And for about the tenth time on this board: I am not supporting McCain. I am not voting for McCain, nor for Obama. I don't like McCain. I wish there were a conservative in the race.

And all I keep asking is this question, which is an easy enough question to answer -- yes or no -- but I can't seem to get one:

If McCain and David Duke had a relationship similar to Obama and Ayers, would it be a legitimate issue in the campaign?

Yes or no.

Anyone? Bueller?

sporcupine said...

By question, do you mean an inquiry susceptible to being resolved by facts?

Or do you mean a magic talisman to be repeated indefinitely, but not with any intent of allowing information to matter.

Yes, any association between John McCain and an admitted white supremacist, especially one ready to press his or her case with force, would be a legitimate as an actual question.

It would be hugely tiresome as an infinitely repeated incantation designed to spread fear rather than to move toward understanding.

sporcupine said...

P.S. Lasting associations with secessionist parties are also fair game.

For example, "Are you for or against Alaska leaving the Union?"

For example, "When did you learn of Mr. Vogler's contacts with the Iranian government? Have you ever espressed concerns about those events? To whom? With what result?"

For example, "When you say the Pledge of Allegiance, do you say the word 'indivisible'? If you say it, what do you think it means?"

Lee said...

> Yes, any association between John McCain and an admitted white supremacist, especially one ready to press his or her case with force, would be a legitimate as an actual question.

So then how can it not be a legitimate issue, tiresome or not, for McCain to use against Obama?

Are people who terrorize in the name of hippie-dippie peacenik values in a different category than people who terrorize in the name of what Duke stood for?

If so, then terrorism per se is not bad; it only matters what issue one is terrorizing for.

If not, then enough with trying to argue the Ayers connection is a distraction. It may not work for McCain; there may be other issues McCain ought to address; but the issue is still a valid one to bring up.

> It would be hugely tiresome as an infinitely repeated incantation designed to spread fear rather than to move toward understanding.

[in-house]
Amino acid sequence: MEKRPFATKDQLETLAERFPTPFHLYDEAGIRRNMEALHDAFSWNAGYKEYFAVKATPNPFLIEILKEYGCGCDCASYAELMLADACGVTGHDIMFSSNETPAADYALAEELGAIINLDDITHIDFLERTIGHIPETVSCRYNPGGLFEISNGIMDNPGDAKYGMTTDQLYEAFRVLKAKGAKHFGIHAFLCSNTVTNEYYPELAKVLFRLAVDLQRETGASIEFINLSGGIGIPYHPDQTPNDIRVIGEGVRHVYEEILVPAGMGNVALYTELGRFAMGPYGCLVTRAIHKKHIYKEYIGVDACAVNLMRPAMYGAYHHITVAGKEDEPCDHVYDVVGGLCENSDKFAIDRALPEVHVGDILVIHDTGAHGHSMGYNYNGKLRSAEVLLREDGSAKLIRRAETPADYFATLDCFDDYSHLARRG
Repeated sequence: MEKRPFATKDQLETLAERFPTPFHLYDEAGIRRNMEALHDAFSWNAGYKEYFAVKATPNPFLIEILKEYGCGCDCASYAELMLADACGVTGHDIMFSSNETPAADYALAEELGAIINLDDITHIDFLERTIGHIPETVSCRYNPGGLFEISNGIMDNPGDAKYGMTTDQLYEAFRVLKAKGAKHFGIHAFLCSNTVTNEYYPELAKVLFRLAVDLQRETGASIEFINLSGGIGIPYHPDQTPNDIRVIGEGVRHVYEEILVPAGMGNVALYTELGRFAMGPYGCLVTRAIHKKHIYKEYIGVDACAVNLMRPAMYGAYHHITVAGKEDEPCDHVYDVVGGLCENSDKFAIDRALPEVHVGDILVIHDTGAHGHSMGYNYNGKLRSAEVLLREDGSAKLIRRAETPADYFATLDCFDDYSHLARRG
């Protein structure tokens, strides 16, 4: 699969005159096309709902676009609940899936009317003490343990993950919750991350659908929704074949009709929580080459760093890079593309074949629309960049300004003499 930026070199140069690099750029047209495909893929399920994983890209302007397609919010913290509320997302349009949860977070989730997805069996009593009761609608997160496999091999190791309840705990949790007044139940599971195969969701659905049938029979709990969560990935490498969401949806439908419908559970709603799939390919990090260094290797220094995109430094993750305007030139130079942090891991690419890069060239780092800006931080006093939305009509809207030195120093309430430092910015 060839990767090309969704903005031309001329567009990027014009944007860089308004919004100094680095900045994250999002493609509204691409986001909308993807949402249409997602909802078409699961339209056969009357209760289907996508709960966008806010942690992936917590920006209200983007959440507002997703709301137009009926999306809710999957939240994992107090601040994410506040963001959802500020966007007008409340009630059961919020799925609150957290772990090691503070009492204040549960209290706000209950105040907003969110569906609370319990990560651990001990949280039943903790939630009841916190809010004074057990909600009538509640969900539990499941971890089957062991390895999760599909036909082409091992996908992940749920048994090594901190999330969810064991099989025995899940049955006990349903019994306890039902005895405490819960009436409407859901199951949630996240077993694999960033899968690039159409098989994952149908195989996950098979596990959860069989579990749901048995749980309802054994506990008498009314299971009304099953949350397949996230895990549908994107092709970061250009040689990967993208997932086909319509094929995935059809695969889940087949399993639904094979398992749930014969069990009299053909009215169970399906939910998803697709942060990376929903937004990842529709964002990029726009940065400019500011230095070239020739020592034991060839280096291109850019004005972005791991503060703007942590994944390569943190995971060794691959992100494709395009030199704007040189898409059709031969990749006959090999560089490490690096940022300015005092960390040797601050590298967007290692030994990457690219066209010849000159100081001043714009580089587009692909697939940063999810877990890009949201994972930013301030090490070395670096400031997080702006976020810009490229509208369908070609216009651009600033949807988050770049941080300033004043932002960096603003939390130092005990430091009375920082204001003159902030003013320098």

Are you saying fear is never justified? Or are you saying that by moving toward understanding, you necessarily move past fear?

I agree it's a legitimate issue, only it's not the same thing. As I said earlier, I think secession is constitutional and should be lawful. As a policy decision, it can still be the wrong policy. Fine, hold Palin's butt to the fire if all the accusations turn out to be true, but it can't be called terrorist in the same way that Ayers' activities can be.

Lee said...

> For example, "When you say the Pledge of Allegiance, do you say the word 'indivisible'? If you say it, what do you think it means?"

The Pledge of Allegiance is great; I say it, and I mean it. But the Pledge of Allegiance is not the Constitution. I don't think it is by definition an act of treason to advocate secession. It's not the same thing as saying, "Death to the U.S.!" More like, "I don't want to play anymore."

Moot point. The issue was settled well over a hundred years ago by violence. It's over now. The Tenth Amendment no longer has any practical meaning. The federal government intrudes at will.

Art said...

">> McCain fought communists by giving the murderers who killed my cousin on 9/11 money, arms, and training.

>How did McCain do that?"

By supporting radical Islamic terrorists in the 1980's, groups that "evolved" into Al-Qaeda.

How can we trust this country to someone who has shown such abysmally poor judgment, one who has provided material support to people who perpetrated the most devastating terrorist attack in US history?

Lee said...

Let's take what you say at face value for the sake of argument:

McCain gave money to people who would one day form al Qaida and bomb the WTC twenty years later. He failed to predict who would become a menace to our society.

Obama accepted money and support from someone who bombed various sites including the Pentagon almost four decades ago. He failed to respond responsibly to someone who actually had been a menace to our society.

If McCain is to be blamed for lack of foresight, what do we blame Obama for? Lack of hindsight?

Which one is easier, foresight or hindsight?